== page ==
There’s something to this, though. The real “European Tradition” is the hypocritical one, but that one isn’t “Christian.” Or rather, the bizarre sexual doctrine of the Church (based on Philo’s misunderstanding of the Stoics, which Faye apparently takes over, having apparently learned his Greek from the Rabbis) was never able to impose itself on the people until the Church completed its takeover of the administrative structure. Whatever the Church “taught” the people continued their pagan, mostly Germanic mores, which included divorce, polygamy, and concubinage, along with the non-(but not anti-)-family values-oriented Mannerbund.

    The only state that was so weak as to rule only with the Church’s support was Visigothic Spain. As a result, there and there alone was the Church’s Judaic family values morality imposed. “The resulting oppressive atmosphere estranged the subjects from the rulers, and ultimately was a contributing factor to the ease with which the Moors conquered Spain.” (Vern Bullough).

    Indeed, the “hypocritical” system Faye proposes WAS the Arab way of life, the same sane and happy modus vivendi, until Christian imperialists imposed their Victorian/Judaic ideas on the Arab states, creating, in turn, the fundamentalist Islam backlash.

    So, traditional European morality isn’t Christian, Faye’s “anti-Islam” moral system IS traditional Islamic morality, and Christian morality won’t save us from the Moors. Other than that, I’m sure it’s a fine book.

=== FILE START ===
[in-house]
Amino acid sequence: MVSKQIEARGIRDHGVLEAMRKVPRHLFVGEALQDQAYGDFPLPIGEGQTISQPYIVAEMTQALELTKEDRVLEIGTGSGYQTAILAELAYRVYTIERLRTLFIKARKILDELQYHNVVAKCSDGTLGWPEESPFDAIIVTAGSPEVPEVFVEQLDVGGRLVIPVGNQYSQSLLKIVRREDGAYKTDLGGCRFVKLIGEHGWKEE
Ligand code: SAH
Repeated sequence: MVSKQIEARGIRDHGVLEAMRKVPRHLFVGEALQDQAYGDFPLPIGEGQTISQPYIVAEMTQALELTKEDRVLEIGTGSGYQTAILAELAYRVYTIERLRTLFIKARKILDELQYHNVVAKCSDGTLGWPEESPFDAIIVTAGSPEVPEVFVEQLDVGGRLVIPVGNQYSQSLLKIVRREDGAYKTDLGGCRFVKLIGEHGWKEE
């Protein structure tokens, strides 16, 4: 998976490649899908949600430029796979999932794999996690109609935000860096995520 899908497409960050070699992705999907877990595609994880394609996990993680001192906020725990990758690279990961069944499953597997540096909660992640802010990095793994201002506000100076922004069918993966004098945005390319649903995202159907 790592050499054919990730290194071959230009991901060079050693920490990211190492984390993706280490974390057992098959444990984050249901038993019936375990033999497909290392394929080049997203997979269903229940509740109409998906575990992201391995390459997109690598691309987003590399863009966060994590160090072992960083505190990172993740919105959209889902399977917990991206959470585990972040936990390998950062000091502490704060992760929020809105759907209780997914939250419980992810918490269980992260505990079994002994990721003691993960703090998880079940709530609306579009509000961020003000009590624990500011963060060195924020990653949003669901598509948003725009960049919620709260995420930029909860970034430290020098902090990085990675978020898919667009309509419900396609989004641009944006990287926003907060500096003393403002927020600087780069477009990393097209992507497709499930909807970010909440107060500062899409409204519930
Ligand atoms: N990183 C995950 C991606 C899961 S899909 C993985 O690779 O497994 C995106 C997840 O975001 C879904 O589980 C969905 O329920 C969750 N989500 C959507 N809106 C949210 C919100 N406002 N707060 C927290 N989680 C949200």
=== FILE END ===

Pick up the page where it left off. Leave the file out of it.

• Klaar
      Posted January 20, 2015 at 4:19 pm | Permalink

      , the “hypocritical” system Faye proposes WAS the Arab way of life, the same sane and happy modus vivendi, until Christian imperialists imposed their Victorian/Judaic ideas on the Arab states, creating, in turn, the fundamentalist Islam backlash.”
      Where does Islamic polygamy appear in this?

    • Remnant
      Posted January 20, 2015 at 6:32 pm | Permalink

      Per my comment elsewhere before this review appeared, I knew it was James O’Meara who should review this book.

  4. Petronius
    Posted January 20, 2015 at 5:46 am | Permalink

    In terms of religion, ancient Greeks and Romans were indifferent to race-mixing as well… no?

    • James O'Meara
      Posted January 20, 2015 at 8:13 am | Permalink

      I believe it was Revilo Oliver who said that was because their biology was too primitive. Of course, then, that’s true of everything else, such as their concept of what is or isn’t “natural.” Unfortunately, too many on the Right like modern medicine and genetics EXCEPT when it come to certain subjects….